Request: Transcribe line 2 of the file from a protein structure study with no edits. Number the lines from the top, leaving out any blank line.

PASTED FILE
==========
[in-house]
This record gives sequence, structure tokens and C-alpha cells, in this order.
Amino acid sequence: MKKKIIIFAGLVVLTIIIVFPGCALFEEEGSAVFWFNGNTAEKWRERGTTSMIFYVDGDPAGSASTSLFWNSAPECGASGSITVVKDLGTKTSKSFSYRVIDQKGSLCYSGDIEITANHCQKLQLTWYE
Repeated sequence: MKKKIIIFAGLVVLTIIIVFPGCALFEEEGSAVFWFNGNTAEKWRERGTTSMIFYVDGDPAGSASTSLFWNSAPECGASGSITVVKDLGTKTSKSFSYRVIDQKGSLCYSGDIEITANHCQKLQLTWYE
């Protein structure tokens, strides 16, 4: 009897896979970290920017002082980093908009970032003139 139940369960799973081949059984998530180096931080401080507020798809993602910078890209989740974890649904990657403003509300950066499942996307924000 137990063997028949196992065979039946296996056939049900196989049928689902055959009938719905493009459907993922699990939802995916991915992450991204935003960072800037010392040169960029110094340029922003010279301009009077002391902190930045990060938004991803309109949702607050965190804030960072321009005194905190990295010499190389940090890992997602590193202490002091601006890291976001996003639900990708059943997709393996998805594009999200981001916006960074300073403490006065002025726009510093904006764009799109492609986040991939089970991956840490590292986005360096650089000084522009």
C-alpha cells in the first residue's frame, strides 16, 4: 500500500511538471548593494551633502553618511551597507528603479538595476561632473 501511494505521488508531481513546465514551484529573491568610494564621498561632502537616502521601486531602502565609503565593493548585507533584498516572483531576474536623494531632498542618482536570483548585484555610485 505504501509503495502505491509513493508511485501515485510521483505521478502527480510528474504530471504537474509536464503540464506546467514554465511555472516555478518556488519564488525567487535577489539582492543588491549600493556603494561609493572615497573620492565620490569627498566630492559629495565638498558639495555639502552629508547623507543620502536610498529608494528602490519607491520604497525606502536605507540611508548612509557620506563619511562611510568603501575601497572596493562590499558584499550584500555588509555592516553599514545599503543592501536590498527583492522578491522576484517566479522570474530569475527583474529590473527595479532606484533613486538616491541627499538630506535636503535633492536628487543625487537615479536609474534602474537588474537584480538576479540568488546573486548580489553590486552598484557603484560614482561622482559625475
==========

This record gives sequence, structure tokens and C-alpha cells, in this order.